Mindy Kaling says instances of sexism and racism in new movie resemble some of her experiences

Mindy Kaling arrives for the 30th Annual Producers Guild Awards at the Beverly Hilton hotel on January 19, 2019 in Beverly Hills. LISA O’CONNOR/AFP/Getty Images

In a new interview in Variety, Mindy Kaling reflects on her rise through Hollywood’s predominantly white and male ranks.

Some of her experiences — including moments when co-workers have acted in ways that are sexist or racist — play out in Kaling’s new movie, “Late Night,’’ premiering at the Sundance Film Festival, which opens Thursday.

“Obviously I’m making a comedy movie, so things are exaggerated for comic effect, but similar things have happened to me in my career,’’ the Cambridge native told Variety. “It’s not so much that the people in the film that I portray are bigoted. They’ve just been sheltered by the status quo. And every one of these people in the movie change. They’re not evil. They evolve.’’


In the film, Kaling’s boss (Emma Thompson) hires her as a writer for a late-night talk show only after being accused of “hating women.’’ The story of an outsider hoping to break into the entertainment industry is hardly new, Kaling said, but “Late Night’’ explores what it’s like to be both unconnected and underrepresented.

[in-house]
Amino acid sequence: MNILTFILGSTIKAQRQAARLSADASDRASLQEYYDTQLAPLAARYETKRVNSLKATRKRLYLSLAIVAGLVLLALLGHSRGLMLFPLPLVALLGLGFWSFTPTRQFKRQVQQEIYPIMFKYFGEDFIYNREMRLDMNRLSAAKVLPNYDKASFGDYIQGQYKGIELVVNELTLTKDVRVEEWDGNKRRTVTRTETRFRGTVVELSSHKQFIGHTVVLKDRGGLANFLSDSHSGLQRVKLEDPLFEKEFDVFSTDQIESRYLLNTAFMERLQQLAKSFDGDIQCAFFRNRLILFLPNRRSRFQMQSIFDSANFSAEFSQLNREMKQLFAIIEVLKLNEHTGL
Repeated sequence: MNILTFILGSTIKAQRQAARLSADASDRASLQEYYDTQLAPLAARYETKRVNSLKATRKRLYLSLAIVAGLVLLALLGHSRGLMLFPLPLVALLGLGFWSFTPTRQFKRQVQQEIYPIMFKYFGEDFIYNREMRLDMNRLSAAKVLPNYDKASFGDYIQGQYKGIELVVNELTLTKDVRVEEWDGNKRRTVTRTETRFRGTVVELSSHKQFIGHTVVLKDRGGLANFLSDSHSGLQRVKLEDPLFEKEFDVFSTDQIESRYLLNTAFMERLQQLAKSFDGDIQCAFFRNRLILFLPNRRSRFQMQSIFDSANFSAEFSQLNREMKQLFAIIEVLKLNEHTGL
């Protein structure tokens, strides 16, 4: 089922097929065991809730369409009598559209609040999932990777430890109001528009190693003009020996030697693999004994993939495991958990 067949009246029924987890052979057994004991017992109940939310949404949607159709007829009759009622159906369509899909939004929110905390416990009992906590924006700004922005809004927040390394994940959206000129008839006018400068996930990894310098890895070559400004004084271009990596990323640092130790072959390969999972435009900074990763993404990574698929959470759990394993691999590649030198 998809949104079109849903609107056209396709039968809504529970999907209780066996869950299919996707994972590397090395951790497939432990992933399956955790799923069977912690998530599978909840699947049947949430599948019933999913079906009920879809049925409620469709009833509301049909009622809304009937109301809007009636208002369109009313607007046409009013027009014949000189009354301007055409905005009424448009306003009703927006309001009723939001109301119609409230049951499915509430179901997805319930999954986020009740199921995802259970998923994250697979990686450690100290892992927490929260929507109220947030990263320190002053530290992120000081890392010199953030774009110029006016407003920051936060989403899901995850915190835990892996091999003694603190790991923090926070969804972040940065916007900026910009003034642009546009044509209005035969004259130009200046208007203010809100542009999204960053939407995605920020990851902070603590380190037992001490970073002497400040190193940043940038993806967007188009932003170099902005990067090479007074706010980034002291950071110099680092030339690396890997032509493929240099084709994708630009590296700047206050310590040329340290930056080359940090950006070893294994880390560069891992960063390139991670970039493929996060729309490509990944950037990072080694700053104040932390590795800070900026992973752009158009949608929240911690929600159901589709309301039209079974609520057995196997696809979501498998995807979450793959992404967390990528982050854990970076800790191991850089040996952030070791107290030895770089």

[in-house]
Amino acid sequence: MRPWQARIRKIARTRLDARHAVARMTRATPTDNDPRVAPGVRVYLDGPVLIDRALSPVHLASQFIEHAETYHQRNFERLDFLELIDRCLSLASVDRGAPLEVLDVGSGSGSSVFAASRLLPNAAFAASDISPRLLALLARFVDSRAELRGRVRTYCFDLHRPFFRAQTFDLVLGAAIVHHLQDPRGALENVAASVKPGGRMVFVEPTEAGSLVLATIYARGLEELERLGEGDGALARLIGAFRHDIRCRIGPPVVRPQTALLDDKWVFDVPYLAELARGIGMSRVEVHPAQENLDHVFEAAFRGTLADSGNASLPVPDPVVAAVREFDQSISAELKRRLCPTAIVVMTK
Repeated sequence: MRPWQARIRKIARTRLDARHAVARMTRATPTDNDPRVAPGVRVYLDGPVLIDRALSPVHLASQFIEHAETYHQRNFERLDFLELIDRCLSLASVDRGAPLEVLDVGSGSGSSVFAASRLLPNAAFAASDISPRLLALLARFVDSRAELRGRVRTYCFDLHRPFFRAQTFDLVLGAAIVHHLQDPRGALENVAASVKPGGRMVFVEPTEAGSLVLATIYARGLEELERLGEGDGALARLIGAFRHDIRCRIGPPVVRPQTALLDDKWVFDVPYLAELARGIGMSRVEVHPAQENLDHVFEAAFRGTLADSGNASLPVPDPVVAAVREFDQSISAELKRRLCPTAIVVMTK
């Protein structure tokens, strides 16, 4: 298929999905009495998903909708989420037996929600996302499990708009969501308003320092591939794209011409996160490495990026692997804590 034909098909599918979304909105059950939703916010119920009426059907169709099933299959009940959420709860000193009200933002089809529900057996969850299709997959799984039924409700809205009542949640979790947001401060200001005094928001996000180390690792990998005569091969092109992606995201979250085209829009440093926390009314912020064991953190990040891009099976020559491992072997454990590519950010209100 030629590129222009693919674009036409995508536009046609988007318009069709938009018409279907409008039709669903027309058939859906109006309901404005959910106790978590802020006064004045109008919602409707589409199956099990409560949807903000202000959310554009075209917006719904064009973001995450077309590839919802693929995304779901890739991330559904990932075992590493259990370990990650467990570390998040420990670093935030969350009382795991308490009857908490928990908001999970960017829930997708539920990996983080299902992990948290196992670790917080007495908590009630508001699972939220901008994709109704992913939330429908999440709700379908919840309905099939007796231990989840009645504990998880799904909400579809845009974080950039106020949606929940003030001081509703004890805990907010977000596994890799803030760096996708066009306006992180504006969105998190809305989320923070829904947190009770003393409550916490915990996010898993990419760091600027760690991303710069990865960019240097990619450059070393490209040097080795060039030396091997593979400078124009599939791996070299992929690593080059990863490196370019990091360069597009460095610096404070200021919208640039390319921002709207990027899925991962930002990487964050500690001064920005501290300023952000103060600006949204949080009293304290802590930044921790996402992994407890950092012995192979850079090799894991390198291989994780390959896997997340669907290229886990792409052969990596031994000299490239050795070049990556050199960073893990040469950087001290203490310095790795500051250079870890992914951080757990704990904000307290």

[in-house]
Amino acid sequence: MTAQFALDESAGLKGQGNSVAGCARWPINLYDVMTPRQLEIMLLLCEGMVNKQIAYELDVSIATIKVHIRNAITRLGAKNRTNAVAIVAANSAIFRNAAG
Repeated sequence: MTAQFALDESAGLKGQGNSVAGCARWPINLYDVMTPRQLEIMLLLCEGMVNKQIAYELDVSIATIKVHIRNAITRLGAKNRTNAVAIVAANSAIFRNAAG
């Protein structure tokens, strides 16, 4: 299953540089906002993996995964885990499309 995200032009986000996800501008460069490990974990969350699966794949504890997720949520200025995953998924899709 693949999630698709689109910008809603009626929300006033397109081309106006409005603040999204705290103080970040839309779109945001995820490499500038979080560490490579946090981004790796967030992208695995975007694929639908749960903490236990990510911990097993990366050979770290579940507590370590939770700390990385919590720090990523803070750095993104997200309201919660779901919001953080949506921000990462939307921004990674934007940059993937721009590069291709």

“So much of this movie is about being a fan and being on the outside of the entertainment business,’’ Kaling told Variety. “That story has been told many, many, many times by 52-year-old white men, and I love all those movies. And as a comedy nerd I’ve always identified with them because it was the closest thing that I could identify with. There was no one like me making those kind of films.’’

In addition to starring in the film, Kaling wrote and produced “Late Night.’’ She handed the directorial reins to Nisha Ganatra, with whom she’d worked on her TV series, “The Mindy Project.’’

Ganatra was hired after presenting Kaling with a slideshow detailing the parallels between her own struggles as a filmmaker of Indian descent and the film’s plot.

“Particularly if you’re a woman of color, you need people to give you opportunities,’’ Kaling told Variety. “Talent is an important part of success, but you also need mentors to find promise in people that don’t necessarily seem like they will fit in.’’